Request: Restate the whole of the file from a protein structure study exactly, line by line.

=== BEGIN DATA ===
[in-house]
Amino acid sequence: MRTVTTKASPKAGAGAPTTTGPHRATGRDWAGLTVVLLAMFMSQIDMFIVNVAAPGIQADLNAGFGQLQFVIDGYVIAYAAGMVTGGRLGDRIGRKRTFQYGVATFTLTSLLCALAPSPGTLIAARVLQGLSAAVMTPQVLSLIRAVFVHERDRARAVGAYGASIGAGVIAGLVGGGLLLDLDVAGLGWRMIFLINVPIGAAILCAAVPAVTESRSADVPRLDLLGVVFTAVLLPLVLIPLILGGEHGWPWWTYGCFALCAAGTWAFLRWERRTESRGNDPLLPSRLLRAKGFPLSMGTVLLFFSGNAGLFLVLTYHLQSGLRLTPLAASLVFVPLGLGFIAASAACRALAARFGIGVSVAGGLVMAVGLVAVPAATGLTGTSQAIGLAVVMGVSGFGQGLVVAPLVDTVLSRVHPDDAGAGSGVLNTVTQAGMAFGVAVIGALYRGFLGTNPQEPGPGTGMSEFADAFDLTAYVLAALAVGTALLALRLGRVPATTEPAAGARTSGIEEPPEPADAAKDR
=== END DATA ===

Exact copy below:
[in-house]
Amino acid sequence: MRTVTTKASPKAGAGAPTTTGPHRATGRDWAGLTVVLLAMFMSQIDMFIVNVAAPGIQADLNAGFGQLQFVIDGYVIAYAAGMVTGGRLGDRIGRKRTFQYGVATFTLTSLLCALAPSPGTLIAARVLQGLSAAVMTPQVLSLIRAVFVHERDRARAVGAYGASIGAGVIAGLVGGGLLLDLDVAGLGWRMIFLINVPIGAAILCAAVPAVTESRSADVPRLDLLGVVFTAVLLPLVLIPLILGGEHGWPWWTYGCFALCAAGTWAFLRWERRTESRGNDPLLPSRLLRAKGFPLSMGTVLLFFSGNAGLFLVLTYHLQSGLRLTPLAASLVFVPLGLGFIAASAACRALAARFGIGVSVAGGLVMAVGLVAVPAATGLTGTSQAIGLAVVMGVSGFGQGLVVAPLVDTVLSRVHPDDAGAGSGVLNTVTQAGMAFGVAVIGALYRGFLGTNPQEPGPGTGMSEFADAFDLTAYVLAALAVGTALLALRLGRVPATTEPAAGARTSGIEEPPEPADAAKDR